Wednesday, May 13, 2009

The Case for Clojure

Background

At NFJS shows, a common question is "I only have time to learn one new language on the JVM: which should I pick?".

The easy answer is true: it doesn't matter. Just pick one already!

However, I think people can reasonably ask for more information.

Even though my personal favourite is Groovy, I fancy that, like a good law professor, I could argue a decent case for any of them.

In this post, I'll write a bit on Clojure. To be honest, the title is deceiving: I don't know Clojure, and this isn't a full-blown legal case. I'm really inviting you to some resources (see below).

However, I know enough to see the benefit. This is an earnest post.

Mark Volkmann is giving a Clojure talk on Thursday at the St Louis JUG. Quoting from his intro, Clojure is a dynamically-typed, functional programming language that runs on the JVM.

From past talks, and from Mark's intro, here are some reasons I think Clojure is worthy of your consideration:

Let's Lisp Again, Like We Did Last Semester

If you liked Lisp back in university, welcome back: Clojure has a Lisp-like syntax and style. Both the syntax and functional programming seems new again, in part thanks to Stuart Halloway's book.

Here, 'new' means a shot-in-the-arm to the FP community and a welcoming online scene. Let's face it: it can be lonely when studying older languages.

Got Lisp?

If you don't know Lisp or functional programming, adding Clojure to your repetoire is almost like right-brain thinking. It is profoundly different from Java, C#, and other imperative languages. This is important in order to truly grow. To borrow from natural languages: it's cool if you know French and Spanish, but it's cooler if you know French and Chinese (or Spanish and Chinese).

Bonus: though not unique to FP, Clojure can execute data as code. This is powerful, and quite underrated, IMHO. This goes all the way back to grand-daddy Lisp, so you'll be learning from one of the undisputed giants. What's more both Lisp and Clojure have a minimal, consistent syntax. Though it is, er, mind-expanding at first, many people become true fans of the philosophy.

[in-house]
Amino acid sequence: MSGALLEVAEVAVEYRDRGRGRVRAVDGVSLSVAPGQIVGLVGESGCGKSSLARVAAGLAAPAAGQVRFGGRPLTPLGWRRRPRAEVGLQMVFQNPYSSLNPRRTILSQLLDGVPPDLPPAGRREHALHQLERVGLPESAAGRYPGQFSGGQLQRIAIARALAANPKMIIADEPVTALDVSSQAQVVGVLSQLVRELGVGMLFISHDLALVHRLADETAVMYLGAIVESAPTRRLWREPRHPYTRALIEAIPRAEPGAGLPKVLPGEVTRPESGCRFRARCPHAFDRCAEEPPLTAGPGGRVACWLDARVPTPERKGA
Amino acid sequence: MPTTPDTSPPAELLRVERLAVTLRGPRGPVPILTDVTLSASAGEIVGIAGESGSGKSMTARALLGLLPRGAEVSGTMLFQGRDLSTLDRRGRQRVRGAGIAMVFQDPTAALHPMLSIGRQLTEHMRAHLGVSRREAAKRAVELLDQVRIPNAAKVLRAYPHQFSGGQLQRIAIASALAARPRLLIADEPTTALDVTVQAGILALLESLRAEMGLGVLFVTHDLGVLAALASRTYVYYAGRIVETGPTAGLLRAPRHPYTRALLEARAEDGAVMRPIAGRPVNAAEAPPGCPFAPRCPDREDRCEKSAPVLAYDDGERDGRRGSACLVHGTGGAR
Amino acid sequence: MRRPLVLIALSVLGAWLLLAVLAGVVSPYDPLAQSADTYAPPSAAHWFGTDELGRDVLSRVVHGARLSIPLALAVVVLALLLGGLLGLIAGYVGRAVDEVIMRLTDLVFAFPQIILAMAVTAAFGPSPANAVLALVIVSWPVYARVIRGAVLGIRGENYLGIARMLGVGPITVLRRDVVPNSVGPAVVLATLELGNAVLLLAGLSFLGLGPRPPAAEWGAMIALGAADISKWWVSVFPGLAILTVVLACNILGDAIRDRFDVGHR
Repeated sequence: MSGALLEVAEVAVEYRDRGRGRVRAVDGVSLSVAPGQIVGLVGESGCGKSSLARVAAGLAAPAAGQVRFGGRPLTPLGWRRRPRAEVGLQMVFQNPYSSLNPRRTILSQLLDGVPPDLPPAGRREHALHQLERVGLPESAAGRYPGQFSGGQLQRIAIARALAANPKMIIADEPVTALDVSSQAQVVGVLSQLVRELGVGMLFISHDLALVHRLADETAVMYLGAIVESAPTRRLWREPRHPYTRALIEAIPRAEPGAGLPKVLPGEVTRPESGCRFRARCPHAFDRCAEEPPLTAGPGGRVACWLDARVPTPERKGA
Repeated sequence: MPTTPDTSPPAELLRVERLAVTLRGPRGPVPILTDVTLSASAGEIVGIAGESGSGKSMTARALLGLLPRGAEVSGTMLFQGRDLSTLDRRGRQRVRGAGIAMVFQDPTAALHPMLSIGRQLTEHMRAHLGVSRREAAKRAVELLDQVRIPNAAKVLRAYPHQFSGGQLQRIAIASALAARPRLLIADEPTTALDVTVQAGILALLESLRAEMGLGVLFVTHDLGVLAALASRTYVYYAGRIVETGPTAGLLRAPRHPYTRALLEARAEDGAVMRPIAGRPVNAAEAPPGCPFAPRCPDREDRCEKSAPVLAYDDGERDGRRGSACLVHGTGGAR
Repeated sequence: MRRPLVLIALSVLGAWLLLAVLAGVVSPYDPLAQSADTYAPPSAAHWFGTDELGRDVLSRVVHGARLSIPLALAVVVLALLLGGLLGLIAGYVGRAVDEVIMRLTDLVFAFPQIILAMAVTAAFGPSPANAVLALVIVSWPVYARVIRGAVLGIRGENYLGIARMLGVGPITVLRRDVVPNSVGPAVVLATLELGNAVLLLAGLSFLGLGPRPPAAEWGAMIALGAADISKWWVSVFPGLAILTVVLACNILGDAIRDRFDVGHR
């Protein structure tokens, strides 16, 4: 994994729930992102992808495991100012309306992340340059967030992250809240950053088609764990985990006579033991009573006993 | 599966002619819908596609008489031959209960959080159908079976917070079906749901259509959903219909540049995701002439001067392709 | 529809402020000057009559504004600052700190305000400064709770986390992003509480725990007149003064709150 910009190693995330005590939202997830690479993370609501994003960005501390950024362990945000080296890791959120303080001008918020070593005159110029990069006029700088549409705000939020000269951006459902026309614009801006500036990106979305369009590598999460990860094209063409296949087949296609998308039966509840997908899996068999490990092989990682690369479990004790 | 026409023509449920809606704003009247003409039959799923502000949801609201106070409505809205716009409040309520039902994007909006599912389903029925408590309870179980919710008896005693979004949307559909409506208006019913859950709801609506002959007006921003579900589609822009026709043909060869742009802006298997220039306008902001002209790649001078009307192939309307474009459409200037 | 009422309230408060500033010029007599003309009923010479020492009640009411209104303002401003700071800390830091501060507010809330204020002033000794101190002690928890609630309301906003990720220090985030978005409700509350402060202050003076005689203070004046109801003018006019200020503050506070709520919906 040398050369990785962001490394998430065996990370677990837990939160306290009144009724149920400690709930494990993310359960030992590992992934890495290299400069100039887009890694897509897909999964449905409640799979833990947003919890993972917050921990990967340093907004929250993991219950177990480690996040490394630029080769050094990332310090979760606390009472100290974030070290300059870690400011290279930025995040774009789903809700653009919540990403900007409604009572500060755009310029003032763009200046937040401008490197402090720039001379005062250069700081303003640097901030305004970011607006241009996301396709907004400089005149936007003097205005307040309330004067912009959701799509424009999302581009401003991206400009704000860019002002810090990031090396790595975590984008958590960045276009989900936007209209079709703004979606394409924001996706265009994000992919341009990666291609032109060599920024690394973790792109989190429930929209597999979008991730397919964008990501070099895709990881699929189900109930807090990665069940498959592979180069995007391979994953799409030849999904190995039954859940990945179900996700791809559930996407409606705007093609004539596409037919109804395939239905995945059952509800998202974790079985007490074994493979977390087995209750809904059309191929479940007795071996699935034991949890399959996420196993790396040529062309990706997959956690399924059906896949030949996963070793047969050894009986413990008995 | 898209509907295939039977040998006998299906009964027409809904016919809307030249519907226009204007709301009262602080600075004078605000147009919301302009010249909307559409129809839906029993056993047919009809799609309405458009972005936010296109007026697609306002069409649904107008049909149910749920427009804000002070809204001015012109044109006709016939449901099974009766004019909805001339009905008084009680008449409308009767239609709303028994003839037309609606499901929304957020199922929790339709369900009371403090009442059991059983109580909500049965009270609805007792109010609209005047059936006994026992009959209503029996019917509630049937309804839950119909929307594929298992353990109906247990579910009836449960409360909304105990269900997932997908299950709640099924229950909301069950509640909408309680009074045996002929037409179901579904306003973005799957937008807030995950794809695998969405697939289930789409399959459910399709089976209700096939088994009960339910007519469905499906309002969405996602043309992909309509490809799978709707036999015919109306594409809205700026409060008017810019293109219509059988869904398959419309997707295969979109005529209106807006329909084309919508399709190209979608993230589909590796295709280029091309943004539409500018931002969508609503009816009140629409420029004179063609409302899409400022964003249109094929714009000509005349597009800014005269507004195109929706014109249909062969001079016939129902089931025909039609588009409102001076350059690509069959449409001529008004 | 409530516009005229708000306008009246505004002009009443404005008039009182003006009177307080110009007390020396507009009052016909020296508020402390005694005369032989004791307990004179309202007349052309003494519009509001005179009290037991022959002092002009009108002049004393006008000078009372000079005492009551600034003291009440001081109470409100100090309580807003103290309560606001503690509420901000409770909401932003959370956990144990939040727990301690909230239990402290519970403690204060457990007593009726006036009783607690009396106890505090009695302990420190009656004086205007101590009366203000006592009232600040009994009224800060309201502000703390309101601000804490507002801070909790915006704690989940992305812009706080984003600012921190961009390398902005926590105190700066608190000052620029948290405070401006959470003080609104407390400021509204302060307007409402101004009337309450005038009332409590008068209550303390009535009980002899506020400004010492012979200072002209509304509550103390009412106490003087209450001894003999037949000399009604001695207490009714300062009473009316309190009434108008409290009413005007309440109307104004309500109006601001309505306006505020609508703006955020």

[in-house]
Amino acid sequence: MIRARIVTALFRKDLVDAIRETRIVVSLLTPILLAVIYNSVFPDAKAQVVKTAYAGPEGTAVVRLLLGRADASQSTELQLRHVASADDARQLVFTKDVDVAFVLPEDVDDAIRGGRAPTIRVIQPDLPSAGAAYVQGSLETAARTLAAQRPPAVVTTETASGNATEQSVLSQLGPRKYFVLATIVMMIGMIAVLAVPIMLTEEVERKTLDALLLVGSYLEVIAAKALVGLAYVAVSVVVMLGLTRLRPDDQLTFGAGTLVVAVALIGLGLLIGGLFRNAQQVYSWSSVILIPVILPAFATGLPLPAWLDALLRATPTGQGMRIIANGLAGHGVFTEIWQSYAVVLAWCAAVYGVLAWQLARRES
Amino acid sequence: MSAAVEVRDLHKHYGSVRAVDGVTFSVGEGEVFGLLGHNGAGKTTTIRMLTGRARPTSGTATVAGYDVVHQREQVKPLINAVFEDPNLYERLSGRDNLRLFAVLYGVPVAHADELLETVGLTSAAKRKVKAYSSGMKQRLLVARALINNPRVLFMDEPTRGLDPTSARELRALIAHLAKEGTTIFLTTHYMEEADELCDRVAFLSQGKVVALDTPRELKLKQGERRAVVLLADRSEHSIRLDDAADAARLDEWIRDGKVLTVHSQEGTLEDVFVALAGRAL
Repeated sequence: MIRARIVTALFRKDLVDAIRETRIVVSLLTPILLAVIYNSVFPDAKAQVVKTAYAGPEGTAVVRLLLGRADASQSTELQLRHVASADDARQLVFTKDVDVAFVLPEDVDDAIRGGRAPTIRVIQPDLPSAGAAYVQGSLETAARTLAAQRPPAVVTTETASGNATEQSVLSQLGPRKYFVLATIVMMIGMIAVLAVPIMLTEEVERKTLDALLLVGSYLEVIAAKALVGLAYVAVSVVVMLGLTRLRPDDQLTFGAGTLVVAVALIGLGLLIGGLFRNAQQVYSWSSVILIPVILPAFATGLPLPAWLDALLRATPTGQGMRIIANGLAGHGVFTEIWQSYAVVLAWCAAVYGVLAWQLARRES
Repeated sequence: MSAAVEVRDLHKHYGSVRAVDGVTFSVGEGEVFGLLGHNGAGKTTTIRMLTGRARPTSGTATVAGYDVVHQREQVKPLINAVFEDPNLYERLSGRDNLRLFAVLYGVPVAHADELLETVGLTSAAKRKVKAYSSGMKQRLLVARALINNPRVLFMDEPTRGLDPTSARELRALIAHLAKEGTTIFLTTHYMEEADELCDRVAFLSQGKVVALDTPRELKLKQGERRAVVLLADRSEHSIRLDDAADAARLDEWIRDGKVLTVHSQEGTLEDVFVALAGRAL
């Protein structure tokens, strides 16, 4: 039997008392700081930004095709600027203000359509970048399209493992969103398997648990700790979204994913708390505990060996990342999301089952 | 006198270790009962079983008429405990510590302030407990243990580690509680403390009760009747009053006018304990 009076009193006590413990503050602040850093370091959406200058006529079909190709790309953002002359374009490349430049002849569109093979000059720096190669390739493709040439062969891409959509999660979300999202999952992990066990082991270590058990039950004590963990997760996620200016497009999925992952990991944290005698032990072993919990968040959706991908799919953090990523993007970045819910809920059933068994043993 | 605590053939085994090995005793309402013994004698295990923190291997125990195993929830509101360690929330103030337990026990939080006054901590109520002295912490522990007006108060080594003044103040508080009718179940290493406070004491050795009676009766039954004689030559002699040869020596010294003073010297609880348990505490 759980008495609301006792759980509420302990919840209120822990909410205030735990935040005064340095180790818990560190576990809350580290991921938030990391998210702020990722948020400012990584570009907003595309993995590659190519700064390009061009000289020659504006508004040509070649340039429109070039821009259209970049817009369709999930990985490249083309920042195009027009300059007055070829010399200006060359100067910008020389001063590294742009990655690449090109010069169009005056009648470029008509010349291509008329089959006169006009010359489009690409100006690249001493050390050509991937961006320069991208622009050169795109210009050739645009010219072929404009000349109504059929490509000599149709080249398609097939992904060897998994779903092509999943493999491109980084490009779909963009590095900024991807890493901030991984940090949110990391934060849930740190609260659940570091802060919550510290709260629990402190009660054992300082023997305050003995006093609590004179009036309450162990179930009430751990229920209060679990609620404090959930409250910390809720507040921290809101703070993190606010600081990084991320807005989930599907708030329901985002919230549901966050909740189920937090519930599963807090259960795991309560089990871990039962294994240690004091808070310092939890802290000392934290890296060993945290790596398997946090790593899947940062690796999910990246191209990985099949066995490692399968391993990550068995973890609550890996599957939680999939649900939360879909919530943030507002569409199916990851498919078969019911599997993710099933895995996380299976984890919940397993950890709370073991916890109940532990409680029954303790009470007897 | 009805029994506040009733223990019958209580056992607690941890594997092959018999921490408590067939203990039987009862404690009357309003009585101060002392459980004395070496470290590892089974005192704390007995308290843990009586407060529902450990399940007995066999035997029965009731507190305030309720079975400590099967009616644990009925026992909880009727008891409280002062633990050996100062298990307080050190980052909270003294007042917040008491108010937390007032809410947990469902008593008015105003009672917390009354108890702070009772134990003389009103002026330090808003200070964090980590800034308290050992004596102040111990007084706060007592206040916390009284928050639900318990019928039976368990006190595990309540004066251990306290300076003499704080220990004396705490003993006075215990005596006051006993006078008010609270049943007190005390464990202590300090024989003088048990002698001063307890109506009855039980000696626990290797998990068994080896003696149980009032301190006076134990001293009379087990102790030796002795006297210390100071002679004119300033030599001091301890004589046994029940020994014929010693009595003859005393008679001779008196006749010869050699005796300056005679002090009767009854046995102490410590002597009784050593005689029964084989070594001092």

Software Transactional Memory

Concurrency is the new memory management. Memory management was a beast until garbage collection evolved, over decades, to be a shining sword.

Now, on the JVM, we've tamed the memory beast and wrestle with concurrency. Consider books like this: JCiP is an outstanding book, but it is a tough go, in part because the developer must coordinate lock-level tools. Or, worse, a team of people must coordinate lock-level tools.

What if we had something really different -- a pseudo-intelligent agent like a garbage collector, except aimed at concurrency? That's what Clojure offers: a unique alternative that might (and that's all we can say: might) slay the beast of our time.

The Upshot

Come on out to the JUG on Thursday, or if you aren't in St Louis, check out Mark's excellent article on Clojure. It is quite thorough, and has received kudos from the Clojure community.

8 comments:

Alex Miller said...

Cliff Click (from Azul) is doing a talk on how dynamic languages scale on the massive Azul boxes (100s/1000s of cores) at JavaOne. Somewhere I saw him mention that a Clojure app with STM scaled linearly up to 600 cores with no changes. That's one data point, but how can you not be interested in that!

I will also mention that if you are a data structures / collections freak then you will find no finer topic than the persistent (as in immutable) data structures that are the secret sauce of Clojure. The work Rich has done there, especially with the map, is truly innovative and awesome.

Anonymous said...

Even if you're not into the concurrency yet, (as Alex pointed out), the unification of sequences is really a thing of beauty in Clojure.